Have you ever been walking through the woods with your dog and suddenly realized she’s enthusiastically eating a mushroom? Dogs love wild mushrooms, so this isn’t an uncommon occurrence. But if your first thought is panic, you’re not far off. Wild mushrooms can be highly toxic and even fatal to dogs and humans. Here’s the fungus 411 you need to keep your dog safe.
Are There Safe Mushrooms?
You’re probably aware that there are safe wild mushrooms that both dogs and humans can ingest—that’s why people take to the wood every year to forage these delicacies. However, the mushrooms that are toxic tend to be highly dangerous. Maybe you’ve heard the phrase, “There are old mushroom hunters, and there are bold mushroom hunters, but there aren’t old, bold mushroom hunters.” That saying illustrates how risky it can be to eat mushrooms you aren’t entirely sure are safe.
Unfortunately, many mushrooms have a tantalizing smell that tricks your dog into thinking they’ll be a delicious snack. If you think your dog will be smart enough to identify a toxic mushroom by scent, think again: some of the most dangerous even give off an enticing fishy smell your dog won’t be able to resist.
Keeping Your Dog Safe From Mushrooms
With all of this in mind, how can you keep your dog safe? First, it’s important to stop your dog from eating wild mushrooms by keeping them close by when you’re walking or hiking in the woods.
Second, take any mushroom ingestion seriously. Even if you think you can identify the mushroom you believe your dog ate as safe, an immediate rush to the vet is in order. There are mushrooms, such as “false morels,” that routinely trick even experienced mushroom foragers. Call your veterinarian immediately if you think your dog has swallowed any part of a wild mushroom. Take a sample of the mushroom, wrapped carefully in plastic or paper to avoid any injury, to show your vet.
Symptoms and Treatment
If your dog has swallowed a toxic mushroom, his or her symptoms will be dependent on what kind of mushroom they ingested. In general, you should watch for signs of toxic shock such as staggering, respiratory issues, vomiting, diarrhea, and signs of discomfort. Call your vet if your dog is exhibiting any of these symptoms.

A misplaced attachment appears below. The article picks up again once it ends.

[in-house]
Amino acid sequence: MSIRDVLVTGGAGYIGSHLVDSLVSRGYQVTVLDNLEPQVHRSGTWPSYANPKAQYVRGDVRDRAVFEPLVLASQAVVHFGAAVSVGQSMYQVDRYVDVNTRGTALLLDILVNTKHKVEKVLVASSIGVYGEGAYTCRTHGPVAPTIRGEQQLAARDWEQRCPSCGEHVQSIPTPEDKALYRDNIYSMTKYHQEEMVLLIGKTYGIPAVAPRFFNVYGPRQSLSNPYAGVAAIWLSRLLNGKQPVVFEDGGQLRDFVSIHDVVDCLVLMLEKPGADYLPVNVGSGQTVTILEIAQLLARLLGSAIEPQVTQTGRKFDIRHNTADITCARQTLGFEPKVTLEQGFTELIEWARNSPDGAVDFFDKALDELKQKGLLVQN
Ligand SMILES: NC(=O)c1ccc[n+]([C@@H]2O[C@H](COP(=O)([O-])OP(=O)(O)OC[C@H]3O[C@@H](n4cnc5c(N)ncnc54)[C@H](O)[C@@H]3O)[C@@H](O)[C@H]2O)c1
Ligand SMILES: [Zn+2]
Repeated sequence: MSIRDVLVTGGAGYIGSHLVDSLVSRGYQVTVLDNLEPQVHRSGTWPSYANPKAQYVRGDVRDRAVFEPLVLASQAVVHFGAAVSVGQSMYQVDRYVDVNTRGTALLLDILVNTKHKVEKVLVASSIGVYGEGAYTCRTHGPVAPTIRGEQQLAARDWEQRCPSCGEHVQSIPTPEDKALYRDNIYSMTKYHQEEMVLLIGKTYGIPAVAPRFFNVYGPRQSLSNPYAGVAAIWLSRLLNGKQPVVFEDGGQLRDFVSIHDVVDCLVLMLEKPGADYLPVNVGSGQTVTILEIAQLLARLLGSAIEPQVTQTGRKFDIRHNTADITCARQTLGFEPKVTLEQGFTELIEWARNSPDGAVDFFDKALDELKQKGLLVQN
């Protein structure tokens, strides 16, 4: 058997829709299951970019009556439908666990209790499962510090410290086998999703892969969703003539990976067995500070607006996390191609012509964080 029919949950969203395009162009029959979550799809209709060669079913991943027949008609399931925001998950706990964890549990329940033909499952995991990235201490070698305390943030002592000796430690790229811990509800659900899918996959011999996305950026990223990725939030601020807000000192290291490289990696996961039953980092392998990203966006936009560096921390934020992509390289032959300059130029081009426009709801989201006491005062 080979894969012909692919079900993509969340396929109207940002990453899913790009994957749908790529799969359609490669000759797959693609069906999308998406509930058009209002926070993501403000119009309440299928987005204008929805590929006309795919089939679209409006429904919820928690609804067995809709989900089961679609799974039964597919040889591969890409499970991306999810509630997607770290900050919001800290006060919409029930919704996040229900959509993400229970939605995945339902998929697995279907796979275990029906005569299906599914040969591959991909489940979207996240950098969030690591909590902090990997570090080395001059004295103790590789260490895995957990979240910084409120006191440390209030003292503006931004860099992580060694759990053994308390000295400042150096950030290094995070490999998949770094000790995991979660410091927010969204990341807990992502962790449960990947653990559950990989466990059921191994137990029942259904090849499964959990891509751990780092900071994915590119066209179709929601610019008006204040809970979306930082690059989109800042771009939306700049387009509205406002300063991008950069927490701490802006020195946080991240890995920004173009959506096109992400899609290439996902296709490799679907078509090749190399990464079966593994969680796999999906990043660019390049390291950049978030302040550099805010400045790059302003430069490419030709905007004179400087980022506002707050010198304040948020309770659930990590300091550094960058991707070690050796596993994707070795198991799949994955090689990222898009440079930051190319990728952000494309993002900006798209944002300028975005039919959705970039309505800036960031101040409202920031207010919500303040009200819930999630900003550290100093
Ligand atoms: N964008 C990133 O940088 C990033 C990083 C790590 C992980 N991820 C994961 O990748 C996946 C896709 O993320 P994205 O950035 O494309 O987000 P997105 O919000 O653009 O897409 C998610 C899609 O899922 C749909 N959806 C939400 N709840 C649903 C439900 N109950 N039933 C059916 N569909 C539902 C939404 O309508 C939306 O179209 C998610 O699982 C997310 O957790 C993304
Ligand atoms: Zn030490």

- Staggering gait
- Weakness and lethargy
- Abdominal pain
Left untreated, toxic mushroom ingestion could lead to a painful death for your dog.
If you’re able to get your dog to the veterinarian in time, your vet will take appropriate measures to save your pet. They may pump your dog’s stomach or induce vomiting if the mushroom was recently ingested. They may administer medication or fluids to counteract the effects of the toxins. They’ll likely monitor your dog for a period.
What About at Home?
Now that we’ve firmly established that wild mushrooms are a no-go, you may still be wondering, what about plain mushrooms from the grocery store? Although these shouldn’t be harmful to your dog, they’re not a necessary part of a canine diet, and since we often cook them smothered in oils and garlic, it’s better to avoid even store-bought mushrooms for your dog. Instead, offer them a dog treat or an apple while you’re cooking dinner. It’s better to be safe than sorry.
Still, have questions about your dog’s nutrition? Contact us for more assistance.